A trip to the pub was just what the doctor ordered for a former Angus GP when he turned 100.
Dr Donald D Pennie, who is completely housebound, had just one wish when his family asked what he wanted for his birthday.
The Forfar community stalwart wanted to go to a local watering hole to celebrate the milestone.
He hadn’t been over the doorstep for over three years apart from hospital visits but his carers came up trumps and ensured he made it to his own party.
He was joined in the pub by the employees from Castle Care and relatives, who travelled from far and wide including his granddaughter Fiona who arrived from London.
When asked beforehand what he intended to drink when he got to the Stag bar in Forfar, he said: “Well first I’ll have a sherry, then a gin, and I’ll finish it off with a dram.”
Dr Pennie, who is known for his sense of humour, later said he thought that might have been “excessive” and instead stuck to two gin and tonics.
He said it had been the perfect way to mark his big day.
“It was certainly a day that I will remember in the years to come,” he said.
“My recipe for reaching a hundred is a gin every day since I was 26-years-old.”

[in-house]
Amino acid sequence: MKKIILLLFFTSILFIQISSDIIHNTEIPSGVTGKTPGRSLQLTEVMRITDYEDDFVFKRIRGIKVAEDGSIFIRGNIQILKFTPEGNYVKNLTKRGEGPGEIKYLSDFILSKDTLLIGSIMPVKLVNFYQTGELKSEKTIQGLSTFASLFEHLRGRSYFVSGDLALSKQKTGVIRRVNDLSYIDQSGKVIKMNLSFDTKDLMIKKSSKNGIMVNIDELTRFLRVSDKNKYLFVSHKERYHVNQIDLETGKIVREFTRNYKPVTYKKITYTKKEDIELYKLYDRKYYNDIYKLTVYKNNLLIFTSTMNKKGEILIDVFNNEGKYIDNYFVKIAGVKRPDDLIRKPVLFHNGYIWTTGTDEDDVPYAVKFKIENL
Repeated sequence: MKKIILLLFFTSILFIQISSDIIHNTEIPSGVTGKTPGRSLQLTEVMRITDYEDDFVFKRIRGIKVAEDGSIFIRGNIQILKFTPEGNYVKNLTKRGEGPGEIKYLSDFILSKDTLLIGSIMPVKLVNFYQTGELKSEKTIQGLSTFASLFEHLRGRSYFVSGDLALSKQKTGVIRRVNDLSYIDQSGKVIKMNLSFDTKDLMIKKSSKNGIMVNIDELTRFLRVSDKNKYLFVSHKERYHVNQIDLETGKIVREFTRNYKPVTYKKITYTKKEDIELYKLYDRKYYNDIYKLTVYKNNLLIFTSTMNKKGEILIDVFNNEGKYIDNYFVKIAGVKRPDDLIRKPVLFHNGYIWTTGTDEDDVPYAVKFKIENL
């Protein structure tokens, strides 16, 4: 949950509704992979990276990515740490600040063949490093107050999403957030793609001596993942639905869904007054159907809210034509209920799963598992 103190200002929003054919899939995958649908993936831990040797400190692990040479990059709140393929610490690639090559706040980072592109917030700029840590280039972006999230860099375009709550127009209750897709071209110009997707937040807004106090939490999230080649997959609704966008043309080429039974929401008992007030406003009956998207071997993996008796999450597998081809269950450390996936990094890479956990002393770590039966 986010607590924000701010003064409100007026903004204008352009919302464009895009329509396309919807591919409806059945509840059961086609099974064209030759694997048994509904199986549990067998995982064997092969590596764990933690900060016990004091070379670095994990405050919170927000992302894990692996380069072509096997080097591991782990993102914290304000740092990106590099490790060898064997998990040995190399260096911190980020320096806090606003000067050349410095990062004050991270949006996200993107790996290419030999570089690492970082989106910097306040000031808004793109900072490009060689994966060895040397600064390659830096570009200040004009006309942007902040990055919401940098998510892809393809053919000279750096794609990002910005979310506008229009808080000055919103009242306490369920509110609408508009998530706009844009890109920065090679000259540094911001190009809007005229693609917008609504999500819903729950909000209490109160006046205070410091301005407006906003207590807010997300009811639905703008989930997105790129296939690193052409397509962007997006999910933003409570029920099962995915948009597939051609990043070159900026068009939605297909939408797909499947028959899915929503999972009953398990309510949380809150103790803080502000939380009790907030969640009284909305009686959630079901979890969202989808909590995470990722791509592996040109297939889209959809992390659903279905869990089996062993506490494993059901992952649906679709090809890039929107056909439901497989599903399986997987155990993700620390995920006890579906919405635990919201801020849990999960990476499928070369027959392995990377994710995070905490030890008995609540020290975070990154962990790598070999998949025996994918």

Another special part of the day was his crossword themed birthday cake, since Dr Pennie’s day is not complete until he has finished at least two of the puzzles.
Affectionately known as Don, Dr Pennie was born in 1919 in Aberdeenshire and grew up in Bucksburn.
He was educated at Aberdeen Grammar School and studied medicine at Aberdeen University.
As a medical student he was exempt from joining up when the Second World War broke out but he did join the Home Guard.
He married Betty, who had been a nurse, in 1945, who was a great support to him during his days as a GP. She died in 1987.
After the war, Dr Pennie spent time at Aberdeen Infirmary before looking for a post as a GP.
He first went to Rhynie then Alford, before going to Forfar in 1948, where he stayed until his retirement 37 years ago.
He enjoyed walking in his spare time and was a regular visitor at Forfar Loch where he took a great interest in bird watching.
He was also an avid follower of cricket, travelling to test matches, and he loved his golf, being a member of both Forfar and Kirriemuir.
An ardent follower of Forfar FC, he was only surpassed in his love for the Loons by his son, Nigel, who died in April this year.
Dr Pennie said he was very proud of his granddaughter, Fiona, who is a double Olympian in slalom canoeing, and his lounge at home is full of her pictures from over the years.
She has recently been sponsored by The Glenturret and the firm presented him with a bottle of its single malt whisky which was specially labelled to mark his 100th birthday.
His daughter-in-law Maureen and Fiona also festooned his house with balloons and banners and all the local neighbours visited to help him celebrate.
Maureen said: “It was a collective act of persuasion that got him to the pub and able to order up his gin and tonic.
“His grin spoke volumes.
“He was so genuinely pleased.
“It was a memorable day which he thoroughly enjoyed.”